Being A Woman Is Not A Pre-Existing Condition
“It’s shocking to think that, in today’s America, over half of this country could be discriminated against.” –Sen. Kirsten Gillibrand (NY)
We all know by now that American insurance companies discriminate against sick people, deny care for ridiculous reasons, spend an inordinate amount of their budgets on PR, lobbying, and administrative salaries, and keep raising premiums at rates that are making health insurance unaffordable for American families. But did you know that insurance companies regularly discriminate against women charging women more than men for the same care? Did you know that many insurers classify pregnancy and c-sections as pre-existing conditions, and in some cases, insurers even deny coverage to victims of domestic abuse?
Being a woman should not be a pre-existing condition!
It’s essential that any health care reform bill passed by congress eliminates the discriminatory practices outlined below. Please contact your senators and tell them you support reforms that will end discrimination against women.
- On Twitter, sign the Twitter petition.
Thanks to SEIU for providing the research below. And be sure to check out their post “Women and Insurance: Paying More, Getting Less:”
Today, Insurance Companies Charge Women 48% More Than Men For The Same Coverage On The Individual Market.
- According to a recent study, women pay up to 48% more in premiums than men.
- This discrepancy is due to an insurance industry practice known as “gender rating,” which permits insurance companies in most states to charge men and women different premiums for the same coverage.
- In all but 12 states, insurance companies are completely free to continue this practice
Many Insurance Companies Don’t Provide Maternity Coverage, Calling Pregnancy A “Matter Of Choice” And C-Sections A “Pre-Existing Condition.”
- A 2008 study found that just 12 percent of individual market plans include comprehensive maternity coverage.
- Defending the practice, one insurance official called pregnancy a “matter of choice.”
- In addition, many insurance companies consider C-Sections a “pre-existing condition,” while in Colorado, a subsidiary of United Health, one of the biggest insurance companies in the nation, “simply rejects” women who have had C-Sections.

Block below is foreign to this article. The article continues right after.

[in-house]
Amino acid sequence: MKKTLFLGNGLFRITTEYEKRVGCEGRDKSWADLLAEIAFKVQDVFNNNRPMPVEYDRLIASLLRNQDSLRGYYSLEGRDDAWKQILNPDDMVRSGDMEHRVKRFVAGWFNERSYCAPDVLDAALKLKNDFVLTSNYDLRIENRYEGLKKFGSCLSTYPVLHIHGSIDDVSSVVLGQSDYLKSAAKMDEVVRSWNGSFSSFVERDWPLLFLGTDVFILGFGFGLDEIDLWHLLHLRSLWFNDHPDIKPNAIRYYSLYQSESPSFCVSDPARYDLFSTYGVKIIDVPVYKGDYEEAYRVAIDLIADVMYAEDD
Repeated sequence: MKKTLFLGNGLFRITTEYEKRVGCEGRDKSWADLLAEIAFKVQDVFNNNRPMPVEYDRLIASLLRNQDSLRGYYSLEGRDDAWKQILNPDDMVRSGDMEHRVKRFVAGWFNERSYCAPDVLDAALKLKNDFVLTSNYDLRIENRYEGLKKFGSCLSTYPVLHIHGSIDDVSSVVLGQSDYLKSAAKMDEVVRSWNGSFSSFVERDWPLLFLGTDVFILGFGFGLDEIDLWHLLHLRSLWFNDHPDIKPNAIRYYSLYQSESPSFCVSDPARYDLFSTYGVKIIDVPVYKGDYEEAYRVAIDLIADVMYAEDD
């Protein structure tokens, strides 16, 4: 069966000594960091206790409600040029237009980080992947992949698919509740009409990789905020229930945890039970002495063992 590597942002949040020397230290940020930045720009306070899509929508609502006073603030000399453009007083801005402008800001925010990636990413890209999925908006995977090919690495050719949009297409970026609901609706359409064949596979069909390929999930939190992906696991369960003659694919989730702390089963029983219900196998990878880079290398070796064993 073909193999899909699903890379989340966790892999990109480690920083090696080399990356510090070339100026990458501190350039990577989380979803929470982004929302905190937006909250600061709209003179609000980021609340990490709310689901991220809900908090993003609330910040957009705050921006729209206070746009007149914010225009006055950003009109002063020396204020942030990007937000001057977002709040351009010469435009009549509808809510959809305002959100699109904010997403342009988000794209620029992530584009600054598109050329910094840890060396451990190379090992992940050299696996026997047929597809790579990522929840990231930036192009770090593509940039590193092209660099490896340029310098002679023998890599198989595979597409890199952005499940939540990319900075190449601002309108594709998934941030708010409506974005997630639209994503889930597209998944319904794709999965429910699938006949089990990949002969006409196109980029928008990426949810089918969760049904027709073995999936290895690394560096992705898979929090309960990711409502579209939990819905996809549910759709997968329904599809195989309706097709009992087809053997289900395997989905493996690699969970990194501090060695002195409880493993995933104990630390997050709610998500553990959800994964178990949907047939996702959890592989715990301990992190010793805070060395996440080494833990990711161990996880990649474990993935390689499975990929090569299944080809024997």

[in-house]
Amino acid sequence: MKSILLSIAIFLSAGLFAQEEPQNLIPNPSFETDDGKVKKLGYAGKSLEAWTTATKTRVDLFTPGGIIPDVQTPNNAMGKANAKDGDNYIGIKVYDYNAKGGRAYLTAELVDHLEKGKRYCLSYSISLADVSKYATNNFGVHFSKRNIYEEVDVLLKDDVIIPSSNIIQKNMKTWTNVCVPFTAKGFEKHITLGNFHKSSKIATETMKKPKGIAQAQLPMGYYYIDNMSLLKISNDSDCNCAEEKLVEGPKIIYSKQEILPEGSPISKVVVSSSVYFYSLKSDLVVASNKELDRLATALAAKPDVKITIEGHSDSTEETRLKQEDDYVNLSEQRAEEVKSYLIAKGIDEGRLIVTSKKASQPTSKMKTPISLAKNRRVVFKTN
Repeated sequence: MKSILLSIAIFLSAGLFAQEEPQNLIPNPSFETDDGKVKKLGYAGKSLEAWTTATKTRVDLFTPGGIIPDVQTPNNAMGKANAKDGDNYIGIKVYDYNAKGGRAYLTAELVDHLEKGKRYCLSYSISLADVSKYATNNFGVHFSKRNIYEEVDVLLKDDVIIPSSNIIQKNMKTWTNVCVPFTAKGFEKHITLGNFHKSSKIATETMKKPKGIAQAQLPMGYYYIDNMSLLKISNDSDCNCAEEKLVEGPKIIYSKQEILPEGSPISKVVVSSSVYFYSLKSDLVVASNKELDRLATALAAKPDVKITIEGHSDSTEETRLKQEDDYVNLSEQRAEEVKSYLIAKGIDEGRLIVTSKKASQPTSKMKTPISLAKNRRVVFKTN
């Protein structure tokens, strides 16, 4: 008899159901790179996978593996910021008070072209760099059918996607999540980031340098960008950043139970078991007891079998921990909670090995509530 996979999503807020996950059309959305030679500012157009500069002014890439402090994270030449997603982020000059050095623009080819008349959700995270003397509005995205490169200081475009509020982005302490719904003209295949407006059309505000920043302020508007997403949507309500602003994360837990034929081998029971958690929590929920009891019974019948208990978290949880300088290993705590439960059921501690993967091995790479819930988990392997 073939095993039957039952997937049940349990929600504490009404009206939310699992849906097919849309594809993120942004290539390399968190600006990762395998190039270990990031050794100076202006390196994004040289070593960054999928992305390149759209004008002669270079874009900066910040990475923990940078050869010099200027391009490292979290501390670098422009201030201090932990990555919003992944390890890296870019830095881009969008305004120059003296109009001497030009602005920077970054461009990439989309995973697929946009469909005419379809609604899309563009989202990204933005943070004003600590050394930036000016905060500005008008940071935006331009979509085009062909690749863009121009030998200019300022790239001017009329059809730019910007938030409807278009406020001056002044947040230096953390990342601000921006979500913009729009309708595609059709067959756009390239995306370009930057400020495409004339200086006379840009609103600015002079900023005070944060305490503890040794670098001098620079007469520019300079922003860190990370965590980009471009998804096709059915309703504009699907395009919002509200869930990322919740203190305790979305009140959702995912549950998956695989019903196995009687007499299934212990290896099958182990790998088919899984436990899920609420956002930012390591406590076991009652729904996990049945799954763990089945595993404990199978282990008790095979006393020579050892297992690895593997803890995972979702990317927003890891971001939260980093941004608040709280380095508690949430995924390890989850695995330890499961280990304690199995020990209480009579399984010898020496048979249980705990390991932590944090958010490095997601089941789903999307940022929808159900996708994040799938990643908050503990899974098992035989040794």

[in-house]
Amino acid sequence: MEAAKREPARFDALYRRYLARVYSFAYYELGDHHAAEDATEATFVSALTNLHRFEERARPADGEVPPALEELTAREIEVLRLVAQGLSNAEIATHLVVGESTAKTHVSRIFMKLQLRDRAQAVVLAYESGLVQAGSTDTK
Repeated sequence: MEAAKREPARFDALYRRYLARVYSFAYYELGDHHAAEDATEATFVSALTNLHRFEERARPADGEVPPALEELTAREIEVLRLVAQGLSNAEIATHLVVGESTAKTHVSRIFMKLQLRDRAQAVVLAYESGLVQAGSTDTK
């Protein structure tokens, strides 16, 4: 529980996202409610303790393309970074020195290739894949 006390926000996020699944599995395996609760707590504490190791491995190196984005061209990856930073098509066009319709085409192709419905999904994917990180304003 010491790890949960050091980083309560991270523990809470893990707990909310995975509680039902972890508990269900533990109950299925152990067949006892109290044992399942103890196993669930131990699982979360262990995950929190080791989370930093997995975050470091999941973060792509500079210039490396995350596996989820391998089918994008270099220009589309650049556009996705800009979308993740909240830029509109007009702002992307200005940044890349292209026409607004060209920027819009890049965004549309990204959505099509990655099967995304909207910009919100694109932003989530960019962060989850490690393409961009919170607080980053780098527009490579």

Today, Insurance Companies Are Free To Deny Coverage To Victims Of Domestic Violence.
- In eight states and the District of Columbia, it is perfectly legal for insurance companies to deny coverage to victims of domestic violence – and insurance companies are happy to take advantage of this loophole.
- Rationalizing this practice, one health care official infamously argued that covering a victim of domestic violence would be akin to covering “a smoker who doesn’t stop smoking.” [USA Today, 6/2/94]
- In 2006, ten Senate conservatives voted to kill a proposal that would have ensured coverage to victims of domestic violence. [Sens. Alexander, Burr, Ensign, Enzi, Frist, Gregg, Hatch, Isakson, Roberts and Sessions; CQ Committee Coverage, Senate Health, Education, Labor and Pensions Committee Markup, 3/15/06]
Here are some choice quotes from several female Democratic senators from Emily’s List:
In all but 12 states, insurance companies are allowed to charge women more than they charge men for coverage. The great irony here is that mothers, the people who care for us when we’re sick, are penalized under our current system.” –Sen. Kay Hagan (NC)
“For the women in these plans, or who are attempting to get insurance, no amount of money can buy maternity care that they need.” –Sen. Debbie Stabenow (MI)
“Only 14 states in America require insurance companies to cover maternity care. Imagine, in a country that puts family values first, only 14 states.” –Sen. Barbara Boxer (CA)
“It’s time to end the insurance discrimination that women face.” –Sen. Jeanne Shaheen (NH)
Photo courtesy of Women's International for Peace and Freedom